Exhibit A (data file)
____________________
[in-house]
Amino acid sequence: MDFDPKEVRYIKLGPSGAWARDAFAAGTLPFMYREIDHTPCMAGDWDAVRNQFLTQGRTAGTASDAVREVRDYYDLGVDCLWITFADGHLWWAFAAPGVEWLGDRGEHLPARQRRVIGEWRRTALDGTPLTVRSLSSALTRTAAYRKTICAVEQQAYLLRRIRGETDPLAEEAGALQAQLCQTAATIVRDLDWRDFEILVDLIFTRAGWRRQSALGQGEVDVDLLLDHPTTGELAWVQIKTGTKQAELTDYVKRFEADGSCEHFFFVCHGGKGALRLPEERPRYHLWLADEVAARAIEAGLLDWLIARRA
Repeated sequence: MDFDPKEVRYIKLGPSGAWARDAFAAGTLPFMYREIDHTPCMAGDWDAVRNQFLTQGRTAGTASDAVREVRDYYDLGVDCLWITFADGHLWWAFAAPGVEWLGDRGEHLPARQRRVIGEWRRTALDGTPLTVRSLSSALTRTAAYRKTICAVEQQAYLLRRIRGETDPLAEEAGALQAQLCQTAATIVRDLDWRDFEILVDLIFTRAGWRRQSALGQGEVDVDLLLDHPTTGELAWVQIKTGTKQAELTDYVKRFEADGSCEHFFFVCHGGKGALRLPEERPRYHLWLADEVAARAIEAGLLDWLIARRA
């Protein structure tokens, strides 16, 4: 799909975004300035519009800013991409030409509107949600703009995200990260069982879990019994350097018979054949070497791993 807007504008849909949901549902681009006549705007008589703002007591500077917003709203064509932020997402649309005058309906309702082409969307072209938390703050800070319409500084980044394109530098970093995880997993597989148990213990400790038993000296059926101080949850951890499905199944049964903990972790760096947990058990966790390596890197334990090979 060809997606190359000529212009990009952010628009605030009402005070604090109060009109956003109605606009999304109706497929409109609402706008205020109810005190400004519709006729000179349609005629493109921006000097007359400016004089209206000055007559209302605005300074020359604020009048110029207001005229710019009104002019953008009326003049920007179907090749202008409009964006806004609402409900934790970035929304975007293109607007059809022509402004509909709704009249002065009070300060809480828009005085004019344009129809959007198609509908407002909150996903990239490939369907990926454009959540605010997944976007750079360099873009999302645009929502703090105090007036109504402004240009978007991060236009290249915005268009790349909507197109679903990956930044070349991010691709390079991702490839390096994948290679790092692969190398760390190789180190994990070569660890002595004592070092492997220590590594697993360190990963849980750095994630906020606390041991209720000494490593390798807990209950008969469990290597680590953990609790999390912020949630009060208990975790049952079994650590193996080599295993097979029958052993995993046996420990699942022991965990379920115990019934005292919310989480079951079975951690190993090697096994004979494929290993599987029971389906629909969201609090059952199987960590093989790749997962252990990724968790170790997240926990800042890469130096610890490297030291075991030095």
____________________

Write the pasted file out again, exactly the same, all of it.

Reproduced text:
[in-house]
Amino acid sequence: MDFDPKEVRYIKLGPSGAWARDAFAAGTLPFMYREIDHTPCMAGDWDAVRNQFLTQGRTAGTASDAVREVRDYYDLGVDCLWITFADGHLWWAFAAPGVEWLGDRGEHLPARQRRVIGEWRRTALDGTPLTVRSLSSALTRTAAYRKTICAVEQQAYLLRRIRGETDPLAEEAGALQAQLCQTAATIVRDLDWRDFEILVDLIFTRAGWRRQSALGQGEVDVDLLLDHPTTGELAWVQIKTGTKQAELTDYVKRFEADGSCEHFFFVCHGGKGALRLPEERPRYHLWLADEVAARAIEAGLLDWLIARRA
Repeated sequence: MDFDPKEVRYIKLGPSGAWARDAFAAGTLPFMYREIDHTPCMAGDWDAVRNQFLTQGRTAGTASDAVREVRDYYDLGVDCLWITFADGHLWWAFAAPGVEWLGDRGEHLPARQRRVIGEWRRTALDGTPLTVRSLSSALTRTAAYRKTICAVEQQAYLLRRIRGETDPLAEEAGALQAQLCQTAATIVRDLDWRDFEILVDLIFTRAGWRRQSALGQGEVDVDLLLDHPTTGELAWVQIKTGTKQAELTDYVKRFEADGSCEHFFFVCHGGKGALRLPEERPRYHLWLADEVAARAIEAGLLDWLIARRA
């Protein structure tokens, strides 16, 4: 799909975004300035519009800013991409030409509107949600703009995200990260069982879990019994350097018979054949070497791993 807007504008849909949901549902681009006549705007008589703002007591500077917003709203064509932020997402649309005058309906309702082409969307072209938390703050800070319409500084980044394109530098970093995880997993597989148990213990400790038993000296059926101080949850951890499905199944049964903990972790760096947990058990966790390596890197334990090979 060809997606190359000529212009990009952010628009605030009402005070604090109060009109956003109605606009999304109706497929409109609402706008205020109810005190400004519709006729000179349609005629493109921006000097007359400016004089209206000055007559209302605005300074020359604020009048110029207001005229710019009104002019953008009326003049920007179907090749202008409009964006806004609402409900934790970035929304975007293109607007059809022509402004509909709704009249002065009070300060809480828009005085004019344009129809959007198609509908407002909150996903990239490939369907990926454009959540605010997944976007750079360099873009999302645009929502703090105090007036109504402004240009978007991060236009290249915005268009790349909507197109679903990956930044070349991010691709390079991702490839390096994948290679790092692969190398760390190789180190994990070569660890002595004592070092492997220590590594697993360190990963849980750095994630906020606390041991209720000494490593390798807990209950008969469990290597680590953990609790999390912020949630009060208990975790049952079994650590193996080599295993097979029958052993995993046996420990699942022991965990379920115990019934005292919310989480079951079975951690190993090697096994004979494929290993599987029971389906629909969201609090059952199987960590093989790749997962252990990724968790170790997240926990800042890469130096610890490297030291075991030095």